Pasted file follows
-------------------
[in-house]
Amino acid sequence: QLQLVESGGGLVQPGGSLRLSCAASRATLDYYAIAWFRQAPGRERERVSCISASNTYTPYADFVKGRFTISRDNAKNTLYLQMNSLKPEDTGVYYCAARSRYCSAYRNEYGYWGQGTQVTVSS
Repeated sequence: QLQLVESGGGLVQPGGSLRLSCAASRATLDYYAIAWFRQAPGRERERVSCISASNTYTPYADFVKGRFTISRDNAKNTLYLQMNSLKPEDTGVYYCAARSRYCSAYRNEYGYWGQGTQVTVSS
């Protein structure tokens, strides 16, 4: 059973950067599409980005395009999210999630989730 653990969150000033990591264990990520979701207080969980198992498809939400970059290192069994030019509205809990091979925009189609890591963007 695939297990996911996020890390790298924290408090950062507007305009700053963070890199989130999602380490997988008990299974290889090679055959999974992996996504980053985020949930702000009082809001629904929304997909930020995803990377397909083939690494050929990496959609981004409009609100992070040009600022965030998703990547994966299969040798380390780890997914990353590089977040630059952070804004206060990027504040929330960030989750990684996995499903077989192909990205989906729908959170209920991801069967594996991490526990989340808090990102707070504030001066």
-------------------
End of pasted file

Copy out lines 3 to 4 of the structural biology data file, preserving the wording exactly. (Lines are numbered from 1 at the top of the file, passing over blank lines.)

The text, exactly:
Repeated sequence: QLQLVESGGGLVQPGGSLRLSCAASRATLDYYAIAWFRQAPGRERERVSCISASNTYTPYADFVKGRFTISRDNAKNTLYLQMNSLKPEDTGVYYCAARSRYCSAYRNEYGYWGQGTQVTVSS
């Protein structure tokens, strides 16, 4: 059973950067599409980005395009999210999630989730 653990969150000033990591264990990520979701207080969980198992498809939400970059290192069994030019509205809990091979925009189609890591963007 695939297990996911996020890390790298924290408090950062507007305009700053963070890199989130999602380490997988008990299974290889090679055959999974992996996504980053985020949930702000009082809001629904929304997909930020995803990377397909083939690494050929990496959609981004409009609100992070040009600022965030998703990547994966299969040798380390780890997914990353590089977040630059952070804004206060990027504040929330960030989750990684996995499903077989192909990205989906729908959170209920991801069967594996991490526990989340808090990102707070504030001066």